The other day there were some kids in our office. They had come in to beg for stuff, which is pretty common due to the fact that we have a rack full of free magazines and stickers in the reception area. Smart, broke kids between the ages of eight and fourteen come by every month to pick up the new issue, and then they just kind of stand around for a while. I think they might be waiting for Smolik.
So, the last time I saw a few of them up there, hands full of as many stickers as the receptionists would allow, standing around in anticipation of something big, I decided to give them a quick quiz to determine their grasp of skateboarding’s history.
“Do you guys know who Jason Jesse is?”
“No,” they said in a sort of Three Stooges miscued harmony.
“How about John Lucero?”
“Marty Jiminez? Steve Steadham?”
It was as if I were asking them to identify the names of obscure European economic theorists from the late Nineteenth Century.
“He’s an actor now,” the littlest one quickly responded.
Lucky for them, they all knew who the Gonz was, and I ended the quiz right there. I was a little upset that all those amazing films and videos, contests, demos, photo shoots, random sessions, and personalities from the first three decades of skateboarding’s history had disappeared into the great void along with Jay Adams, Larry Bertleman, the streetplant, Christian Hosoi, and Stacy Peralta. B’bye. And the scary part of the equation is, inadvertently, we may have helped them along on their road to forgottendom.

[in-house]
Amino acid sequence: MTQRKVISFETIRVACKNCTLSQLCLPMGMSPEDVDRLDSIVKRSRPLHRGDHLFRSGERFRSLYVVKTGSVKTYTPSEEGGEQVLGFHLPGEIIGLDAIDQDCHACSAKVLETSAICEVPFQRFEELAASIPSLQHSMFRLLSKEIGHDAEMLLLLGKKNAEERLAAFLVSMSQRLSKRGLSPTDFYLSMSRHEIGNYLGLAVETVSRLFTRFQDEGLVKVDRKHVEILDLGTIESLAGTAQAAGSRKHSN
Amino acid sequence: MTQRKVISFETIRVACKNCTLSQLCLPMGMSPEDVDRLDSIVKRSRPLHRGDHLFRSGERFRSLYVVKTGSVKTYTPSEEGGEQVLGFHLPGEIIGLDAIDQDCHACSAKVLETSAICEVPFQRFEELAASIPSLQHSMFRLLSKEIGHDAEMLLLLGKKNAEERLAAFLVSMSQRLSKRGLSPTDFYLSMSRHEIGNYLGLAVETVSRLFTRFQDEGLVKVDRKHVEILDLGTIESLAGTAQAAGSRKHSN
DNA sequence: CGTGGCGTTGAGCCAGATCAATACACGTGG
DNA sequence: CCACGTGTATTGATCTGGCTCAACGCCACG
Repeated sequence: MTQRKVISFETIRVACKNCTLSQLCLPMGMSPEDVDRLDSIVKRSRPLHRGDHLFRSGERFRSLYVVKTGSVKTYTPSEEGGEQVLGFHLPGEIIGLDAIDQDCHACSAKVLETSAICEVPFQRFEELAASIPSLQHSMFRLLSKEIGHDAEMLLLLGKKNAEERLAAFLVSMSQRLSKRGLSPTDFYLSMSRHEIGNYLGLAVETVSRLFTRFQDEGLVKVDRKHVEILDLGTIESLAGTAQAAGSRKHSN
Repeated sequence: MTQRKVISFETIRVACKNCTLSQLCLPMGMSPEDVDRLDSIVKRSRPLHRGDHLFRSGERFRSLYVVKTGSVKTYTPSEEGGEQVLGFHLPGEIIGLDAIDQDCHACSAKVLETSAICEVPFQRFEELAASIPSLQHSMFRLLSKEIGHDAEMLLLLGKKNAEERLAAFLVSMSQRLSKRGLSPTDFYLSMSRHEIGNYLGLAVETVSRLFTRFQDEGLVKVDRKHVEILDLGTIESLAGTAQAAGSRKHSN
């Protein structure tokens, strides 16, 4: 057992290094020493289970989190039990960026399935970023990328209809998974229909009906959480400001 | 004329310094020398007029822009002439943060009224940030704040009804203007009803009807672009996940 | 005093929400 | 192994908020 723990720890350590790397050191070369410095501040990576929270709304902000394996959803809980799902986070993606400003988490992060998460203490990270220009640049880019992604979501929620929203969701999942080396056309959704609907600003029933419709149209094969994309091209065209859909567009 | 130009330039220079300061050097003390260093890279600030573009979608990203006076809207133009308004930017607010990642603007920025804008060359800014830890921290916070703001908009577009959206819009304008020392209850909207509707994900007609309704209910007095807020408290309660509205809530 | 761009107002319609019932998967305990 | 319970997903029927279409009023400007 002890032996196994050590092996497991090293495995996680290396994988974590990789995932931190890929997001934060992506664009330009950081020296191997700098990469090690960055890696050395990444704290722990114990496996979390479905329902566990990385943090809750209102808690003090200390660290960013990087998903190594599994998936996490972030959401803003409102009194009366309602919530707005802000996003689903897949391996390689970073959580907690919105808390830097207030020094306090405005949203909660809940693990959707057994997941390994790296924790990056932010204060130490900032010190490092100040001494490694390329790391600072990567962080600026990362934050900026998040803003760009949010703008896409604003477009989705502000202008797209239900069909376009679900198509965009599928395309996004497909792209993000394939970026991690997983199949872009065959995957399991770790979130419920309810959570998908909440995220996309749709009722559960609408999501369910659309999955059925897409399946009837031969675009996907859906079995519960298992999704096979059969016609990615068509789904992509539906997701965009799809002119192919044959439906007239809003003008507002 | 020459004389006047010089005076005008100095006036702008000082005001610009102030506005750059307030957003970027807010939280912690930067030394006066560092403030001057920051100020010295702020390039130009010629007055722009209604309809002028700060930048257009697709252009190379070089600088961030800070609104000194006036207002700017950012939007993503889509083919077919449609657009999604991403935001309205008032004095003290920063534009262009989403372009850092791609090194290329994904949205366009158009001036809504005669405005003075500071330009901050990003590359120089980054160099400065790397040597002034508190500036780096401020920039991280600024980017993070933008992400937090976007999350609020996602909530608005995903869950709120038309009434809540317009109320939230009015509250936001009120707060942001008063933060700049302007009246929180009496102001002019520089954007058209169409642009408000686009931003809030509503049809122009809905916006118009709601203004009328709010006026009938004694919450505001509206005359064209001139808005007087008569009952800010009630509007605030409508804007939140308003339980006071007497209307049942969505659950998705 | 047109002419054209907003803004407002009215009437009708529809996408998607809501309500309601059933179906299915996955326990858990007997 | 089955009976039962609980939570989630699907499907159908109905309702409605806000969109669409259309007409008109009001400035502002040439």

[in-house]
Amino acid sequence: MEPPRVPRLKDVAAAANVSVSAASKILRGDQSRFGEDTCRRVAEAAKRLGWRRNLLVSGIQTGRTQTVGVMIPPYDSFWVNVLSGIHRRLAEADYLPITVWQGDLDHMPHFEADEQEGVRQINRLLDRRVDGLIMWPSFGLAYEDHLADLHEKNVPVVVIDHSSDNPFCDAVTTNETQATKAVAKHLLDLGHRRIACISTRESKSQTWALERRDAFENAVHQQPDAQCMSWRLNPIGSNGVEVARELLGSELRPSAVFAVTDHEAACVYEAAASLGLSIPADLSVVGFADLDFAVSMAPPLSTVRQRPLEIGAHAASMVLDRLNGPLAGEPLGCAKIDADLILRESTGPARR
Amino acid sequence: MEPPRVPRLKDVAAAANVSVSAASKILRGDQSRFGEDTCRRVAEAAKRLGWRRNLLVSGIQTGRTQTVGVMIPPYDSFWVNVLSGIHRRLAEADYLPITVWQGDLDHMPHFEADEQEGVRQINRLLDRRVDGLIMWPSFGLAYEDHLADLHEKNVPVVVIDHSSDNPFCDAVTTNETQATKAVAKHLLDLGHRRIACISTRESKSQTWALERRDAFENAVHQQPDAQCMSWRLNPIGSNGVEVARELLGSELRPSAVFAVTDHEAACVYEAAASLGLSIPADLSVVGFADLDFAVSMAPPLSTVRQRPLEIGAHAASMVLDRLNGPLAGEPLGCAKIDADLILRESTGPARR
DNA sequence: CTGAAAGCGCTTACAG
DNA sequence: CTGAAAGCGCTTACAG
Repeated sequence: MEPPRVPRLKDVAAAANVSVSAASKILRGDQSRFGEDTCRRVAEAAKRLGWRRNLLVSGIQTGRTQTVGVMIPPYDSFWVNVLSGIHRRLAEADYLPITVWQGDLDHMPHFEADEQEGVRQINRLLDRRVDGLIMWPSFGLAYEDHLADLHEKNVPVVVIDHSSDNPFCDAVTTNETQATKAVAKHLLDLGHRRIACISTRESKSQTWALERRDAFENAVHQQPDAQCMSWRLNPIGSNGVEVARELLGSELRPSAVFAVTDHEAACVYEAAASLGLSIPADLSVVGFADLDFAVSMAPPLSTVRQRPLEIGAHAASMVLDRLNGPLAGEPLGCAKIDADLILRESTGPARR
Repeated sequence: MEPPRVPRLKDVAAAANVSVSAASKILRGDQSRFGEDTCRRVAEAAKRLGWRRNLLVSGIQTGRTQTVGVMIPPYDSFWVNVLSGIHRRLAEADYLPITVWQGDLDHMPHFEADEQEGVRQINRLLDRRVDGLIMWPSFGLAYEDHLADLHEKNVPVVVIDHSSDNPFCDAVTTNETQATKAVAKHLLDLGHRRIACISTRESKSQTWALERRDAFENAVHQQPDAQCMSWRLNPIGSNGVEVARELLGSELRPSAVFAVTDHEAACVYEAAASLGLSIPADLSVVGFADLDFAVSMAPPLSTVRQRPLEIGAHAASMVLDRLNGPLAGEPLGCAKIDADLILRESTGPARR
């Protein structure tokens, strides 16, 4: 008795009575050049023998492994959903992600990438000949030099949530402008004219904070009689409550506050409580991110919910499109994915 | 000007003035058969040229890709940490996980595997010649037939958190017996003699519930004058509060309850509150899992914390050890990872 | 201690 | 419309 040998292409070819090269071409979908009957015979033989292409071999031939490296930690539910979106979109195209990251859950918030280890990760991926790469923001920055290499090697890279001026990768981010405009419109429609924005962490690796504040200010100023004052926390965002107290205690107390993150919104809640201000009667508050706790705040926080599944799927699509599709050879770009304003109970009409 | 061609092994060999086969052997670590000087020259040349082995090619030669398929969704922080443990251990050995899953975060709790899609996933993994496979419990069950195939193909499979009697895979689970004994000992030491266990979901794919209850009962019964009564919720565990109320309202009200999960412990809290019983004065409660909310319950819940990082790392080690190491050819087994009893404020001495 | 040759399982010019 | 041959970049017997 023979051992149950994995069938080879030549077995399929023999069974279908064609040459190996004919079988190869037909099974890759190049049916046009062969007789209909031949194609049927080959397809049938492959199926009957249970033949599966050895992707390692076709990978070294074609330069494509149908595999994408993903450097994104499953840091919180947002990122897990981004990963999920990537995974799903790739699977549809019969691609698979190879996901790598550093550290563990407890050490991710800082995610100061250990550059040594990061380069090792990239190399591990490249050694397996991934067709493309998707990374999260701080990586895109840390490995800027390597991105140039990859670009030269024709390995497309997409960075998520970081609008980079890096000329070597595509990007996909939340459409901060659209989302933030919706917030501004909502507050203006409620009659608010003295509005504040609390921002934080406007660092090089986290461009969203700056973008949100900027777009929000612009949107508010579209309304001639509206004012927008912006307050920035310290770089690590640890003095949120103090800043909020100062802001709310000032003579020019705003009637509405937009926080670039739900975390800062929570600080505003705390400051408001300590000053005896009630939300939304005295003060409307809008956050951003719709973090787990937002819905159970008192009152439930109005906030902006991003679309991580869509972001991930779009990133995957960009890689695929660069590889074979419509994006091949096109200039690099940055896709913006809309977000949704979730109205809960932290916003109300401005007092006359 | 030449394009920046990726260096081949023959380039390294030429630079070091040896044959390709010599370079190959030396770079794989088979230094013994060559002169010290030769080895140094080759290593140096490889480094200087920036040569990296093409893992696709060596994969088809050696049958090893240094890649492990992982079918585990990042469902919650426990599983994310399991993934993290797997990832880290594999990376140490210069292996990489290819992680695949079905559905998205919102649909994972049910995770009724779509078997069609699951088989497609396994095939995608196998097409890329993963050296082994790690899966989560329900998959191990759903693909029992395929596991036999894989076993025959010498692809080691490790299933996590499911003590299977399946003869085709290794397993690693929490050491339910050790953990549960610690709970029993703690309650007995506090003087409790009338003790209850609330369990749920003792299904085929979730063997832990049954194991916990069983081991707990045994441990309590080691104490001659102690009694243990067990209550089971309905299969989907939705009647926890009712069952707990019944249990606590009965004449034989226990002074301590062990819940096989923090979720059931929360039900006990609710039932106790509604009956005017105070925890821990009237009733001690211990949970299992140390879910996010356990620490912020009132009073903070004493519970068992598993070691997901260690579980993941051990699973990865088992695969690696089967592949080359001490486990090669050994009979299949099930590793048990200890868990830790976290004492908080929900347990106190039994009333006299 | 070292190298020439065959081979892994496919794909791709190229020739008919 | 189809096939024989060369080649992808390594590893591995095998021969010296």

We are, after all, one of the major information channels in skateboarding, so does the fact that kids don’t know much about their sport’s history make us to blame for their ignorance? I mean, if teachers never mention George Washington’s name, can we blame young people for not understanding their country’s history?
But then I remembered how a history professor once told me that people in the United States played a form of football for 50 or 60 years before anyone organized it or started recording statistics. It’s interesting to think that football¿a sport that spends millions of dollars each year establishing a historical record for future generations to fanatically memorize and recite¿doesn’t know all the names of its originators. And even though these kids who linger longingly in our front office may not have the slightest clue who Jeff Phillips was, in an indirect but very profound way he and a thousand others continue to influence them in the same way your great grandparents influence you¿unconsciously, constantly, and unchangeably.
I don’t quiz anyone anymore. I’m done dwelling in the past; I’m looking ahead now. Maybe one day that kid who remembered Jason’s name will write an 800-page heavily footnoted dissertation on the history of skateboarding to obtain his Ph.D. from some prestigious university. He could discuss the importance of the ho-ho, Holmes, Corey Chrysler, Ray Rodriguez, the curb-hopper, and Winchester. Oh yeah, and Neil Blender. And he could even include Smolik, who, like Koston, Hawk, Saari, and Dyrdek, will then be historical figures.